Before I talk in more depth about the control itself, i thought i’d mention the basics of how events are handled within Visual Basic so that you can understand how to set these up and use them correctly within the MaxScript/DotNet bridge. I’m sure the procedure is similar in C# but I will use examples in VB as this is what i use. (My programmer friend Chris said to me once that VB and C# are identical, except C# is spoken with an American accent)

There are many handlers aside from the standard mouse input handlers, but for a custom control, these (along with GDI+ paint handlers) are the important ones. In VB, when you specify a mousedown handler it passes two arguments to the handling subroutine.

Private Sub Button1_MouseDown (ByVal sender As Object, ByVal e As System.Windows.Forms.MouseEventArgs) _
  Handles Button1.MouseDown

This is useful since even when using a dotnetcontrol, you can pass the sender and event arguments and use them in a similar way. These arguments are important in regard to a control that uses the mouseposition to set positions of UI elements.

Writing a custom event class

With a custom control, you might not want to just return the mouse position in the event handler. Due to the nature of the control you might need another property that you can do something with. This is where writing your own event class comes in. You can specify what the handler uses as its ‘e’ argument. This is the basics of the new event class. It inherits the eventargs class so that it can use all of the properties of this class but augment them with others.

Public Class JoystickEventArgs

Inherits EventArgs

Private _location As Size
Private _X As Integer
Private _Y As Integer
Private _MorphValue As MorphValue

Public Property Location() As Size
Return _location
End Get
Set(ByVal value As Size)
_location = value
End Set
End Property

Public Property X() As Integer
Return _X
End Get
Set(ByVal value As Integer)
_X = value
End Set
End Property
Public Property Y() As Integer
Return _Y
End Get
Set(ByVal value As Integer)
_Y = value
End Set
End Property

Public Property MorphValue() As MorphValue
Return _MorphValue
End Get
Set(ByVal value As MorphValue)
_MorphValue = value
End Set
End Property

Public Sub New(ByVal Joystick As Joystick)
Location = Joystick.MovableLabel.Location
X = Me.Location.Width
Y = Me.Location.Height
MorphValue = GetMorphValuesLinear(Me.Location) End Sub
End Class

However, this class is not complete without another class. I created one called morphvalue, which is simply a container object to store four integer values for up,down,left and right. I also created an enumeration that you can retrieve in the handler to show which quadrant of the control you are in. This means you can use a case expression to control different objects on a per quadrant basis. The joystickeventarg creates an instance of this class each time it is called (within the new sub) and calls the getmorphvalueslinear() function. this is not listed but returns a value related to the mouse position.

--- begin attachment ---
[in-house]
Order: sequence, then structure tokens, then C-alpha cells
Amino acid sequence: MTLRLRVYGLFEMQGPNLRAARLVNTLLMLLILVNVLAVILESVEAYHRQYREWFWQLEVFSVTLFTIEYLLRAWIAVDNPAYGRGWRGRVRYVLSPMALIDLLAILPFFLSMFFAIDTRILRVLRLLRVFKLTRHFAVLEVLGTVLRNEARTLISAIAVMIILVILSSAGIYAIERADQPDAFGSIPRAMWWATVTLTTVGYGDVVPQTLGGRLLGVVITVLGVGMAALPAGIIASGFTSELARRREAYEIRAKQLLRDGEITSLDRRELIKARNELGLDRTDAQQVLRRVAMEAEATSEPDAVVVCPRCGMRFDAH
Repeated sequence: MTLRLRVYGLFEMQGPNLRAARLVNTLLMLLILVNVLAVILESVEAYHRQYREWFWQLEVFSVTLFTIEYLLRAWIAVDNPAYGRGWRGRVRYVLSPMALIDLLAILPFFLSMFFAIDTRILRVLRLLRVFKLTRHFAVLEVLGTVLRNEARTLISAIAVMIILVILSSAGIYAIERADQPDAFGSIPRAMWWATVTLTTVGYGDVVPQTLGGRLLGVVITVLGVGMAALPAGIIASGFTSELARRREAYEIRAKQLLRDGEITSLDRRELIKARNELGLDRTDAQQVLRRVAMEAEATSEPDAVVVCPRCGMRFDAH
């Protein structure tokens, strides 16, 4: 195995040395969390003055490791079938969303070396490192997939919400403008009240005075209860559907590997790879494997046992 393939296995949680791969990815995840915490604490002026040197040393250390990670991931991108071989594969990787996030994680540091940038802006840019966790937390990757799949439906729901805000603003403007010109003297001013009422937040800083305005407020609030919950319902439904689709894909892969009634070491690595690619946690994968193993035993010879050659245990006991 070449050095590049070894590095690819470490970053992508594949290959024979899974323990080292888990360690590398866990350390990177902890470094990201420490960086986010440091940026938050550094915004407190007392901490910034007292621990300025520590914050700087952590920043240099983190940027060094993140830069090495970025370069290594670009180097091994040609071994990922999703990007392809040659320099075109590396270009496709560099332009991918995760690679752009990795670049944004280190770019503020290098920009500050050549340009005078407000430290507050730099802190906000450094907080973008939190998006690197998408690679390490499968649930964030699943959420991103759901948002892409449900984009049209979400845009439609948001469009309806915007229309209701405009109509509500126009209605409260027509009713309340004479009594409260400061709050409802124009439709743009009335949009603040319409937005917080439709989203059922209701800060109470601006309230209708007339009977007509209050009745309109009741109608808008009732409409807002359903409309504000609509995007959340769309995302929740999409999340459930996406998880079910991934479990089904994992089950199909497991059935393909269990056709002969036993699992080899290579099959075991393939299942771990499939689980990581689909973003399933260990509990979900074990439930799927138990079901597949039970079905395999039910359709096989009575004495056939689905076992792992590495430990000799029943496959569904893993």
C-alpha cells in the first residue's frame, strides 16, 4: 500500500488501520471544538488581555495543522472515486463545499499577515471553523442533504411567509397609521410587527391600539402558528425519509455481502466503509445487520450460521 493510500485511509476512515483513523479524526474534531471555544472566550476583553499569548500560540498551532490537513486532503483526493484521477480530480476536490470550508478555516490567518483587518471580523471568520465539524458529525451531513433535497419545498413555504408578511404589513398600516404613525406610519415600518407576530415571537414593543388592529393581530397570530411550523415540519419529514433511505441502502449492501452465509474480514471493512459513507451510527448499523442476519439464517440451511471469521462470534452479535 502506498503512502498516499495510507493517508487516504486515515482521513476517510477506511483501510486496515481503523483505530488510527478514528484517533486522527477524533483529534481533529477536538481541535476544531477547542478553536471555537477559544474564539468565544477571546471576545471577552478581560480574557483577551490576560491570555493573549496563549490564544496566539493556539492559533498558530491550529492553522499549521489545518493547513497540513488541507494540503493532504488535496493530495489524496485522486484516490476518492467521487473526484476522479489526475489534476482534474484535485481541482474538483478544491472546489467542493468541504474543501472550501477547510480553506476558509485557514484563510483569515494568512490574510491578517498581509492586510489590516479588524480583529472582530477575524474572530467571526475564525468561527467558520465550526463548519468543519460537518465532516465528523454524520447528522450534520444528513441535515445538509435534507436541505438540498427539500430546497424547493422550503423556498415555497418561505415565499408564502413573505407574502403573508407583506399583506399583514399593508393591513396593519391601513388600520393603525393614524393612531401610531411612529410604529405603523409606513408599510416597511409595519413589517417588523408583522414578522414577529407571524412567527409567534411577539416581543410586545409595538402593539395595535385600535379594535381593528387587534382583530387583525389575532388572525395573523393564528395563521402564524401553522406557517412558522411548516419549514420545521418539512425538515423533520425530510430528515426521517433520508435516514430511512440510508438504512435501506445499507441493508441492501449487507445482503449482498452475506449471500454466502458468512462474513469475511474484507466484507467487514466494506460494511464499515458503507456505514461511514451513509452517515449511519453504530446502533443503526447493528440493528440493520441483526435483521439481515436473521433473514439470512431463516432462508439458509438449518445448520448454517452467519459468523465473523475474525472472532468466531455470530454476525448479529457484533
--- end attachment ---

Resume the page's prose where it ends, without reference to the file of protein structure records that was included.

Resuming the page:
Public Class MorphValue

Enum Quad
End Enum

Private _Left As Integer
Private _Right As Integer
Private _Up As Integer
Private _Down As Integer
Private _Area As Quad

Public Property Area() As Quad
Return _Area
End Get
Set(ByVal value As Quad)
_Area = value
End Set
End Property

Public Property Left() As Integer
Return _Left
End Get
Set(ByVal value As Integer)
_Left = value
End Set
End Property

Public Property Right() As Integer
Return _Right
End Get
Set(ByVal value As Integer)
_Right = value
End Set
End Property

Public Property Up() As Integer
Return _Up
End Get
Set(ByVal value As Integer)
_Up = value
End Set
End Property

Public Property Down() As Integer
Return _Down
End Get
Set(ByVal value As Integer)
_Down = value
End Set
End Property

Public Sub New(ByVal Area As Quad, ByVal Value1 As Integer, ByVal Value2 As Integer, ByVal Value3 As Integer, ByVal Value4 As Integer)

Me.Up = Value1
Me.Down = Value2
Me.Left = Value3
Me.Right = Value4
Me.Area = Area
End Sub

End Class

so, within Visual studio and bound to the joystickmove handler on the joystick object, the new joystickeventargs class returns the following output –

Private Sub Joystick1_JoystickMove(ByVal sender As System.Object, ByVal e As LoneRobot.JoystickEventArgs) Handles Joystick1.JoystickMove

Dim Mretval As Size = Joystick1.MorphtoValue(e.MorphValue.Up, e.MorphValue.Down, e.MorphValue.Left, e.MorphValue.Right)

Label1.Text = e.X.ToString & "/" & e.Y.ToString & " || " & Mretval.Width.ToString & "/" & Mretval.Height.ToString
LabelUP.Text = e.MorphValue.Up.ToString
LabelDown.Text = e.MorphValue.Down.ToString
LabelLeft.Text = e.MorphValue.Left.ToString
LabelRight.Text = e.MorphValue.Right.ToString

LabelUP.Height = e.MorphValue.Up
LabelDown.Height = e.MorphValue.Down
LabelLeft.Height = e.MorphValue.Left
LabelRight.Height = e.MorphValue.Right
Label2.Text = e.MorphValue.Area
End Sub

you will see that the handler is now specifying "e As LoneRobot.JoystickEventArgs" meaning that it is returning this class.

If you are binding this into a max dotnetcontrol event, you just need to set the morph channels to the morphvalue.<direction> property of  the eventarg.